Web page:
Enforcing Force Majeure Clause in a Contract: Lasting Fight in the wake of Coronavirus

The powerful force of nature has always demonstrated its dominance over humanity through various cases of natural calamities that disturb humanity. India is facing one such case, which is currently witnessing an existential crisis with the introduction of the new incorrigible coronavirus (COVID-19) worldwide. The virus had reportedly claimed millions of lives and is also spreading like a forest fire in different countries.

In addition to the devastating impact that COVID-19 continues to unleash on humans and countries around the world, its reach has also reached commerce and business. COVID-19 has resulted in lockdowns or restricted movements in the countries. As a result, companies have been affected and so have operations, and consequently contracts and obligations under contracts are being reviewed to assess these impacts. The term that has become relevant today in the contractual context for companies today and that is most frequently heard is “force majeure” and this term will be interpreted in a contract in the context of COVID-19 in this article.

Understanding Force Majeure-

The concept of force majeure originated in French civil law and is widely applied in various customary law jurisdictions. The term “force majeure” has been defined in Black’s Law Dictionary as “an event or effect that cannot be anticipated or controlled.” It is a contractual provision that assigns the risk of loss if performance becomes impossible or impractical, especially as a result of an event that the parties could not have anticipated or controlled. While force majeure has not been specifically defined or addressed, some reference can be found in Indian statutes in Section 32 of the Contract Act, which provides that if a contract depends on the occurrence of an event whose event becomes impossible, then the contract is void.

From a contractual perspective, a force majeure clause provides a temporary postponement to a party of the performance of its obligations under a contract when an event of force majeure occurs. Said clause is a provision in an agreement that allows both parties to breach their contractual obligations due to unavoidable circumstances and situations beyond their control, thus releasing the parties from their respective responsibilities derived from the breach. However, in circumstances where force majeure events are not clearly clarified or the force majeure clause is present only in the form of a repetitive clause, their application becomes a matter of mixed interpretation. In these circumstances, the applicability of the clause is best determined by judicial interpretation.

The courts in India have repeatedly identified force majeure as a relevant ground for breach or frustration of the contract. In Narasu Pictures Circuit v. P.S.V. Iyer and Ors., the court had observed that “when it appears, due to the nature of the contract and the circumstances surrounding it, that the parties have contracted on the basis that something specific without which the contract cannot be fulfilled will continue to exist or that a future event that is formed the basis of the contract will be carried out, the contract, although in absolute terms, should be interpreted as subject to an implicit condition that if prior to non-compliance, performance becomes impossible without non-compliance by either party and due to circumstances that were not covered when the contract was made, the parties should be excused from higher performance.” The Hon’ble court had clearly identified the point that, after the advent of an event which makes contract performance impossible, the parties should be exempted from further performance.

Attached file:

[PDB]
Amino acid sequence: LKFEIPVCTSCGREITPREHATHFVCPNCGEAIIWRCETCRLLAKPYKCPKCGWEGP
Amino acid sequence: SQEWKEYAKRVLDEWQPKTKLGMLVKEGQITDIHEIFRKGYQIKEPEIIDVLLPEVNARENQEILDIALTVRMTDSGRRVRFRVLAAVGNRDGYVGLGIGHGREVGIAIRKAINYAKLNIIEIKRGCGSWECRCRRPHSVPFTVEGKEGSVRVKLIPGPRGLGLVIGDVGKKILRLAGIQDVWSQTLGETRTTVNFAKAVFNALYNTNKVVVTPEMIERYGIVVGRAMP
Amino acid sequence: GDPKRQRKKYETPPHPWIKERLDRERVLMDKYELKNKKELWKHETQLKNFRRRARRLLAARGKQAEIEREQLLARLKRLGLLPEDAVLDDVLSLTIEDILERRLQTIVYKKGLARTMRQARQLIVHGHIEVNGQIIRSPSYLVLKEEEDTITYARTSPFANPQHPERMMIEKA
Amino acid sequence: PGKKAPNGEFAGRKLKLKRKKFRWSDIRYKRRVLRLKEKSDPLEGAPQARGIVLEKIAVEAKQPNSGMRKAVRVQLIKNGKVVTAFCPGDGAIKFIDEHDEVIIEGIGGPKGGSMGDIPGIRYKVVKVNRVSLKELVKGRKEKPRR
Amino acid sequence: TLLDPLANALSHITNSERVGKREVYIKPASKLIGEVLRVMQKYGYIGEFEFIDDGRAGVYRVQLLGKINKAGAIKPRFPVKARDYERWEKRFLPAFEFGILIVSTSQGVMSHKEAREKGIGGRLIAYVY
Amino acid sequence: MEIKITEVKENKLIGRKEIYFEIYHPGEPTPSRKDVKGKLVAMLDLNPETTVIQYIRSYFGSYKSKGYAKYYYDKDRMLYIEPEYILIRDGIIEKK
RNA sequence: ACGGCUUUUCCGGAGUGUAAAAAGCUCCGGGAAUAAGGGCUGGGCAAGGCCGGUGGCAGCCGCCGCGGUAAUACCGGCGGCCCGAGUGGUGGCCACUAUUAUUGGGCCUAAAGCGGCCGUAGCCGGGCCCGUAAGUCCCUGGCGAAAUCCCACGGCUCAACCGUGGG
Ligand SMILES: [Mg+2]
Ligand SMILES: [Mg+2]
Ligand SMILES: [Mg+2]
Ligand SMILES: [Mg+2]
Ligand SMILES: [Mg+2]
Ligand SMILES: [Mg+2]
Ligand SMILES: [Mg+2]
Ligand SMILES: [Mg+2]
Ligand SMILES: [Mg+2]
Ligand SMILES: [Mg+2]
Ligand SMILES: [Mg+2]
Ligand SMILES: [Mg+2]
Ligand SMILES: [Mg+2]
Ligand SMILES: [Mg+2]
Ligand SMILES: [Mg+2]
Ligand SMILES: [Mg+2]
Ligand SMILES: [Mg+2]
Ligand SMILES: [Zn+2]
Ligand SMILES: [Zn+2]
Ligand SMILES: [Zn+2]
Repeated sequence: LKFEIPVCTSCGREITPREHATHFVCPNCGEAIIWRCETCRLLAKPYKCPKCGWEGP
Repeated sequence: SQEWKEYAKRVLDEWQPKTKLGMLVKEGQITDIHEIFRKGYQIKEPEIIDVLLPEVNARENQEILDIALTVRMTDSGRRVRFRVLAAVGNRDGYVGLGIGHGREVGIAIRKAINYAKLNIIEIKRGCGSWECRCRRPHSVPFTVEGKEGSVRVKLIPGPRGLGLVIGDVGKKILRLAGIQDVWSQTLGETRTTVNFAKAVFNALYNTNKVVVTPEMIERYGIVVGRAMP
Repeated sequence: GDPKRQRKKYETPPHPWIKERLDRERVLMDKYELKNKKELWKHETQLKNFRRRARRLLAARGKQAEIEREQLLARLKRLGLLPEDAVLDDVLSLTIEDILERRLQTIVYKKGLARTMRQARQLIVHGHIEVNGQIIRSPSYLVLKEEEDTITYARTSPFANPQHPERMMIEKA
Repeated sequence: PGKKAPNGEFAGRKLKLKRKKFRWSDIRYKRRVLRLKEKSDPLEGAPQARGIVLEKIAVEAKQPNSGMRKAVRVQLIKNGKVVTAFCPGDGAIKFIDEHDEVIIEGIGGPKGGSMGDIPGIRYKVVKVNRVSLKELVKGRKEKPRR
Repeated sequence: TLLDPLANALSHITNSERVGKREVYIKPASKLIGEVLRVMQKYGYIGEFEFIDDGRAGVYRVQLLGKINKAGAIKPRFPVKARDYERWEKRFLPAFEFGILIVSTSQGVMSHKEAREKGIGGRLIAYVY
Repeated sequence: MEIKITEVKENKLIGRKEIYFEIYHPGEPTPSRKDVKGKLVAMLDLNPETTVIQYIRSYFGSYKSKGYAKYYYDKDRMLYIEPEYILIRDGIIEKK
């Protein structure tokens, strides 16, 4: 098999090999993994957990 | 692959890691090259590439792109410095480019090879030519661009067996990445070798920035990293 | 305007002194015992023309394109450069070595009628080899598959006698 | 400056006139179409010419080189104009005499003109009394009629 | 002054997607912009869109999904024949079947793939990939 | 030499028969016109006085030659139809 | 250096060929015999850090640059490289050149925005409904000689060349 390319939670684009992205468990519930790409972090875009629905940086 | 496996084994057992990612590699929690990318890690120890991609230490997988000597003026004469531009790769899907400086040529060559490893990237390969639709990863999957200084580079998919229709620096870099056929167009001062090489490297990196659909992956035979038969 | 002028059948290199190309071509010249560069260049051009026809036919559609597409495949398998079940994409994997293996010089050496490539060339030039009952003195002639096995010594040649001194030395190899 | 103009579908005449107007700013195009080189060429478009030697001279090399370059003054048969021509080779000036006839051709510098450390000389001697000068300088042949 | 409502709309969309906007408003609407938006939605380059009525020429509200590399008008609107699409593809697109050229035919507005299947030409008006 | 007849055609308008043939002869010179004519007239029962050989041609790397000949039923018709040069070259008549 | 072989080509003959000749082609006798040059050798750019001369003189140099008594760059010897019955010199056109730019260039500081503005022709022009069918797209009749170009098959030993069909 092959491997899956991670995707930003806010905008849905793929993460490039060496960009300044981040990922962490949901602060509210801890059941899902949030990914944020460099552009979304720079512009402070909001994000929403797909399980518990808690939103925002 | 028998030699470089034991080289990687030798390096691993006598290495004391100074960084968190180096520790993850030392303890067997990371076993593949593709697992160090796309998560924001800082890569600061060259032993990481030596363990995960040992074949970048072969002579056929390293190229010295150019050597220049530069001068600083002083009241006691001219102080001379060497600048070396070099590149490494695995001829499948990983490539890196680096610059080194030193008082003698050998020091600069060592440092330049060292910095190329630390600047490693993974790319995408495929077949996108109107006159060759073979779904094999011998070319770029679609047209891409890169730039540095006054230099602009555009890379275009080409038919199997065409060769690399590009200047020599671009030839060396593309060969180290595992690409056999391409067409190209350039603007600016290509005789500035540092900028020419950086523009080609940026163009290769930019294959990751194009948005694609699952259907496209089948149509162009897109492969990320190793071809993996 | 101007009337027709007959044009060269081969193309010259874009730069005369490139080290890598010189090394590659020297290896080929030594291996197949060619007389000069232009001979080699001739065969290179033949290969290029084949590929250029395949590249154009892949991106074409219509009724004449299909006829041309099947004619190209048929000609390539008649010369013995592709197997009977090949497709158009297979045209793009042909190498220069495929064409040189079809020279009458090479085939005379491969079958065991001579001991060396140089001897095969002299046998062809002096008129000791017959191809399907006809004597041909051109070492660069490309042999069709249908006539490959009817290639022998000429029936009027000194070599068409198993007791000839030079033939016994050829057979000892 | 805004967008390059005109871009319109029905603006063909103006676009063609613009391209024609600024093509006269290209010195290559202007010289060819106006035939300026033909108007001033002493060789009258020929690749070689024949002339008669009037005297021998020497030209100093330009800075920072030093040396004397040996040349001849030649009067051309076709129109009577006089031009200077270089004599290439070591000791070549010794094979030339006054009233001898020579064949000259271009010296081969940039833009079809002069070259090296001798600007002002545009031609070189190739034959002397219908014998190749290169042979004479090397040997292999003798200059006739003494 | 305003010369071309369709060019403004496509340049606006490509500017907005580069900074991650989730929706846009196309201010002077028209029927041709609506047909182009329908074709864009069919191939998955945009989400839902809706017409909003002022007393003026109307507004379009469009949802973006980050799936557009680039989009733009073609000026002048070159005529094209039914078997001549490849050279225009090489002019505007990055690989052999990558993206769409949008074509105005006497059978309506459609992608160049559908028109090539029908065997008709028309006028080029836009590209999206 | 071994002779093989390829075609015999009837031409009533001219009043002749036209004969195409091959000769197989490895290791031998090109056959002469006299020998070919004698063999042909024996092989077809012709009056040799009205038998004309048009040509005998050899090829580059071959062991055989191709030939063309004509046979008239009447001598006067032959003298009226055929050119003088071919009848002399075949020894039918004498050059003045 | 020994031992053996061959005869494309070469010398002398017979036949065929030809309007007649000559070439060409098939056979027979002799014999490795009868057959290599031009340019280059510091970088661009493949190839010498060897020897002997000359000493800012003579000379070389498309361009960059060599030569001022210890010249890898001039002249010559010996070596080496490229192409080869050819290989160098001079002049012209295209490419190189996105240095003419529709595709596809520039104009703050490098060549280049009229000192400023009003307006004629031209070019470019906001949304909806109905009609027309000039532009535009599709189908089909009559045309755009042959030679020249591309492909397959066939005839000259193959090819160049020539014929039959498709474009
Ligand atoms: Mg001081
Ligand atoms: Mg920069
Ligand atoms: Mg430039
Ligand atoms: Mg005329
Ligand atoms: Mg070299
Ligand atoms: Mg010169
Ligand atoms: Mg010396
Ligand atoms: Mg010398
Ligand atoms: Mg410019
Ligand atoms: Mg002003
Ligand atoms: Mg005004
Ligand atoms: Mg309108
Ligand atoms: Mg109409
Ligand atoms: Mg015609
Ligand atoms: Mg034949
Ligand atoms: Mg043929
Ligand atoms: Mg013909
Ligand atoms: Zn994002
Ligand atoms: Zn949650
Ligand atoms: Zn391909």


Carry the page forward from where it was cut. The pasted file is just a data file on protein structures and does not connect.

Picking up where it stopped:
General Force Majeure Clauses in Agreements and the Impact Thereof-

While some of the agreements have a force majeure clause, one question that may arise is whether the force majeure event excuse will be taken only if there is a specific clause in the agreement or event. In general, in all agreements, if the promisor has the obligation to immediately inform the promisee in the event of any event or incidence, any event of force majeure or act of God, such as earthquake, flood, storm or typhoon, etc. or other similar events, of which the promisor is aware, that are reasonably expected to adversely affect the promisor, or his ability to fulfil the obligations of the agreement. The terms of the agreement and the intention must be understood to determine the effect of the force majeure clause.